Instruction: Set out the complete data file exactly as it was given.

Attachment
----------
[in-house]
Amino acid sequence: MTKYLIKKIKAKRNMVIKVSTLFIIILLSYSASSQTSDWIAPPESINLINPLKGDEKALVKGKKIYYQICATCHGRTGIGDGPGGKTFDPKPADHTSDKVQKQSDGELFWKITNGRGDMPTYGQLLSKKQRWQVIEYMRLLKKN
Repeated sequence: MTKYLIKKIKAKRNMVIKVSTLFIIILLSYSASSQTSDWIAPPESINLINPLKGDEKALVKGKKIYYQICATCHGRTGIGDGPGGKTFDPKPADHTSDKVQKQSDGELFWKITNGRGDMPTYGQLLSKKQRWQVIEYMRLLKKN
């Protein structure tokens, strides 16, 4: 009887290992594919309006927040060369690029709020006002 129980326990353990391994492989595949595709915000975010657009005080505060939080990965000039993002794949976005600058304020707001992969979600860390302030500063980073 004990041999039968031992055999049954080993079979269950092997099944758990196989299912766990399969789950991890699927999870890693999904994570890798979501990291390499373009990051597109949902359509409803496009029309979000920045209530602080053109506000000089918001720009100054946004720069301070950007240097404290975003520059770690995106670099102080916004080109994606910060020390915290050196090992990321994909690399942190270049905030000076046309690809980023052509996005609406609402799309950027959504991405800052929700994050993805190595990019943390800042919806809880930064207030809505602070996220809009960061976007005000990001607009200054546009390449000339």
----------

[in-house]
Amino acid sequence: MTKYLIKKIKAKRNMVIKVSTLFIIILLSYSASSQTSDWIAPPESINLINPLKGDEKALVKGKKIYYQICATCHGRTGIGDGPGGKTFDPKPADHTSDKVQKQSDGELFWKITNGRGDMPTYGQLLSKKQRWQVIEYMRLLKKN
Repeated sequence: MTKYLIKKIKAKRNMVIKVSTLFIIILLSYSASSQTSDWIAPPESINLINPLKGDEKALVKGKKIYYQICATCHGRTGIGDGPGGKTFDPKPADHTSDKVQKQSDGELFWKITNGRGDMPTYGQLLSKKQRWQVIEYMRLLKKN
């Protein structure tokens, strides 16, 4: 009887290992594919309006927040060369690029709020006002 129980326990353990391994492989595949595709915000975010657009005080505060939080990965000039993002794949976005600058304020707001992969979600860390302030500063980073 004990041999039968031992055999049954080993079979269950092997099944758990196989299912766990399969789950991890699927999870890693999904994570890798979501990291390499373009990051597109949902359509409803496009029309979000920045209530602080053109506000000089918001720009100054946004720069301070950007240097404290975003520059770690995106670099102080916004080109994606910060020390915290050196090992990321994909690399942190270049905030000076046309690809980023052509996005609406609402799309950027959504991405800052929700994050993805190595990019943390800042919806809880930064207030809505602070996220809009960061976007005000990001607009200054546009390449000339």